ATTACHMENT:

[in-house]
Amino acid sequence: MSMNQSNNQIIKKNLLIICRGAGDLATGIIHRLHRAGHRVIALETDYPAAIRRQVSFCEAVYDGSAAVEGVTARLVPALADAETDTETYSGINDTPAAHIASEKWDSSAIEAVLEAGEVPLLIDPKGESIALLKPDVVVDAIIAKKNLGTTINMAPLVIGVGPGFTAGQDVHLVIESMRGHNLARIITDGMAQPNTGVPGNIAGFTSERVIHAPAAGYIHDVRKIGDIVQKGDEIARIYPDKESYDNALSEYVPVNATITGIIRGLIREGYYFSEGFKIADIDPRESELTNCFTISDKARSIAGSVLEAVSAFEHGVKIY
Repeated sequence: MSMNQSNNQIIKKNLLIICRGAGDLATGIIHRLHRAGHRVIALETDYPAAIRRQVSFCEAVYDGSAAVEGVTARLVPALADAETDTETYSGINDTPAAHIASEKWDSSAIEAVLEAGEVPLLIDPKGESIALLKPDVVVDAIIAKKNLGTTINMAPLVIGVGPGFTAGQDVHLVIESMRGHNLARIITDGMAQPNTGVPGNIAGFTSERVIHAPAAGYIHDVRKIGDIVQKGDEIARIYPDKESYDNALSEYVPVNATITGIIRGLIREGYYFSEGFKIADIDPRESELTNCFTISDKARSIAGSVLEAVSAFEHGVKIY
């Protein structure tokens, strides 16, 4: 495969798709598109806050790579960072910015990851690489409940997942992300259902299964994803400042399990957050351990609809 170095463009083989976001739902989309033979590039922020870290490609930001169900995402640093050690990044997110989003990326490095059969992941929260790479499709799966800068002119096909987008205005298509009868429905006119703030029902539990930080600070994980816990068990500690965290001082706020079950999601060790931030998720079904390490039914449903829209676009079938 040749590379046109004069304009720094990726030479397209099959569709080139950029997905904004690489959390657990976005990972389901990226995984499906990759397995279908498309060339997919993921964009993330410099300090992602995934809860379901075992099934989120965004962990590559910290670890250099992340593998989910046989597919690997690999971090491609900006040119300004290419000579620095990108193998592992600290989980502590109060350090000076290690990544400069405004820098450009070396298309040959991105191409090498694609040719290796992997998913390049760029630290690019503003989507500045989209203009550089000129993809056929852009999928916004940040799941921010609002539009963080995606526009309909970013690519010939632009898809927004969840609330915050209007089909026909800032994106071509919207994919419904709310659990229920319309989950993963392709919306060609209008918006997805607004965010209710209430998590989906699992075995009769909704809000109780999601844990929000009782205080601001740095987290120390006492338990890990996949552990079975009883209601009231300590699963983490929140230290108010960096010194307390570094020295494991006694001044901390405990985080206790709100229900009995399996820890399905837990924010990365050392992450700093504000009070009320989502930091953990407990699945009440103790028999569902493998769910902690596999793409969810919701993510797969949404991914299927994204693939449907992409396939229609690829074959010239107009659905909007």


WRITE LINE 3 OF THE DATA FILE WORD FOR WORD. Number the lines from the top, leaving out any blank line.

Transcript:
Repeated sequence: MSMNQSNNQIIKKNLLIICRGAGDLATGIIHRLHRAGHRVIALETDYPAAIRRQVSFCEAVYDGSAAVEGVTARLVPALADAETDTETYSGINDTPAAHIASEKWDSSAIEAVLEAGEVPLLIDPKGESIALLKPDVVVDAIIAKKNLGTTINMAPLVIGVGPGFTAGQDVHLVIESMRGHNLARIITDGMAQPNTGVPGNIAGFTSERVIHAPAAGYIHDVRKIGDIVQKGDEIARIYPDKESYDNALSEYVPVNATITGIIRGLIREGYYFSEGFKIADIDPRESELTNCFTISDKARSIAGSVLEAVSAFEHGVKIY